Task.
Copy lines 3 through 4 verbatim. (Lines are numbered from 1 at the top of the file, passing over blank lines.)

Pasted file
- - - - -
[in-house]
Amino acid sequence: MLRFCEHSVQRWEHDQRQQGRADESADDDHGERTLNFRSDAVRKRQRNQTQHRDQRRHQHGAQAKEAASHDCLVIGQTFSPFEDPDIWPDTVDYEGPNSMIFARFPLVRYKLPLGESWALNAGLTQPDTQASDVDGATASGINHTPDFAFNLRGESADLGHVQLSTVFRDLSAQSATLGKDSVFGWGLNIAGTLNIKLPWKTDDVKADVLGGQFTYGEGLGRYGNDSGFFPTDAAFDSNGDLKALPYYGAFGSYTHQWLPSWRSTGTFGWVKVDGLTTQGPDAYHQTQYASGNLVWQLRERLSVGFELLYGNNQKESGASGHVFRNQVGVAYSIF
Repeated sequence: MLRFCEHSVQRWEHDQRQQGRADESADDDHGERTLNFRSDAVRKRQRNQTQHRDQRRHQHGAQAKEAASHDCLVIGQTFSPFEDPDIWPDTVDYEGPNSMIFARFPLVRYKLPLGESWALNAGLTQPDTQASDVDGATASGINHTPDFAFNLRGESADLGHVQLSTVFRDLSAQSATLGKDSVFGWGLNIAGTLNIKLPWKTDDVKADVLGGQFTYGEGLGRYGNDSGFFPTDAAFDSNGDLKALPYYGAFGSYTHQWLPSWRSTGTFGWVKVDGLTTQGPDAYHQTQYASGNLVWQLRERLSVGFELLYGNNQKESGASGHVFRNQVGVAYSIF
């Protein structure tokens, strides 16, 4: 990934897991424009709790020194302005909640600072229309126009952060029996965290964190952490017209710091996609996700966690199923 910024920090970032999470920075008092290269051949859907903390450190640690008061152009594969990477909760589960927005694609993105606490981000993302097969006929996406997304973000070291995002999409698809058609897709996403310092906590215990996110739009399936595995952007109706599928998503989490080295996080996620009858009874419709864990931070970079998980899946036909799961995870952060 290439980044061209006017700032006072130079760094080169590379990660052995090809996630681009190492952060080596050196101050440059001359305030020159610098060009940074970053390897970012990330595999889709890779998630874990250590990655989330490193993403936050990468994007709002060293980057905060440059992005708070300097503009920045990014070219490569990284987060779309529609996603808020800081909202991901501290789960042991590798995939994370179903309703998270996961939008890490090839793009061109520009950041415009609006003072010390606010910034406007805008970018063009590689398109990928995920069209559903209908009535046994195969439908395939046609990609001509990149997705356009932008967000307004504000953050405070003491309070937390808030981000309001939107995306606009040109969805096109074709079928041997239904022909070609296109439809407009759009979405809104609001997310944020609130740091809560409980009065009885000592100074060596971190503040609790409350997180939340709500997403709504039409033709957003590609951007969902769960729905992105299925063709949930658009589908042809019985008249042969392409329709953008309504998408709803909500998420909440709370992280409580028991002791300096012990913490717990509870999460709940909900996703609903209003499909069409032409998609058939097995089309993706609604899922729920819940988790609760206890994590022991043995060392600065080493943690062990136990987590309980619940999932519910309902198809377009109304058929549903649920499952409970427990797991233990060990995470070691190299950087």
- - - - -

Repeated sequence: MLRFCEHSVQRWEHDQRQQGRADESADDDHGERTLNFRSDAVRKRQRNQTQHRDQRRHQHGAQAKEAASHDCLVIGQTFSPFEDPDIWPDTVDYEGPNSMIFARFPLVRYKLPLGESWALNAGLTQPDTQASDVDGATASGINHTPDFAFNLRGESADLGHVQLSTVFRDLSAQSATLGKDSVFGWGLNIAGTLNIKLPWKTDDVKADVLGGQFTYGEGLGRYGNDSGFFPTDAAFDSNGDLKALPYYGAFGSYTHQWLPSWRSTGTFGWVKVDGLTTQGPDAYHQTQYASGNLVWQLRERLSVGFELLYGNNQKESGASGHVFRNQVGVAYSIF
């Protein structure tokens, strides 16, 4: 990934897991424009709790020194302005909640600072229309126009952060029996965290964190952490017209710091996609996700966690199923 910024920090970032999470920075008092290269051949859907903390450190640690008061152009594969990477909760589960927005694609993105606490981000993302097969006929996406997304973000070291995002999409698809058609897709996403310092906590215990996110739009399936595995952007109706599928998503989490080295996080996620009858009874419709864990931070970079998980899946036909799961995870952060 290439980044061209006017700032006072130079760094080169590379990660052995090809996630681009190492952060080596050196101050440059001359305030020159610098060009940074970053390897970012990330595999889709890779998630874990250590990655989330490193993403936050990468994007709002060293980057905060440059992005708070300097503009920045990014070219490569990284987060779309529609996603808020800081909202991901501290789960042991590798995939994370179903309703998270996961939008890490090839793009061109520009950041415009609006003072010390606010910034406007805008970018063009590689398109990928995920069209559903209908009535046994195969439908395939046609990609001509990149997705356009932008967000307004504000953050405070003491309070937390808030981000309001939107995306606009040109969805096109074709079928041997239904022909070609296109439809407009759009979405809104609001997310944020609130740091809560409980009065009885000592100074060596971190503040609790409350997180939340709500997403709504039409033709957003590609951007969902769960729905992105299925063709949930658009589908042809019985008249042969392409329709953008309504998408709803909500998420909440709370992280409580028991002791300096012990913490717990509870999460709940909900996703609903209003499909069409032409998609058939097995089309993706609604899922729920819940988790609760206890994590022991043995060392600065080493943690062990136990987590309980619940999932519910309902198809377009109304058929549903649920499952409970427990797991233990060990995470070691190299950087």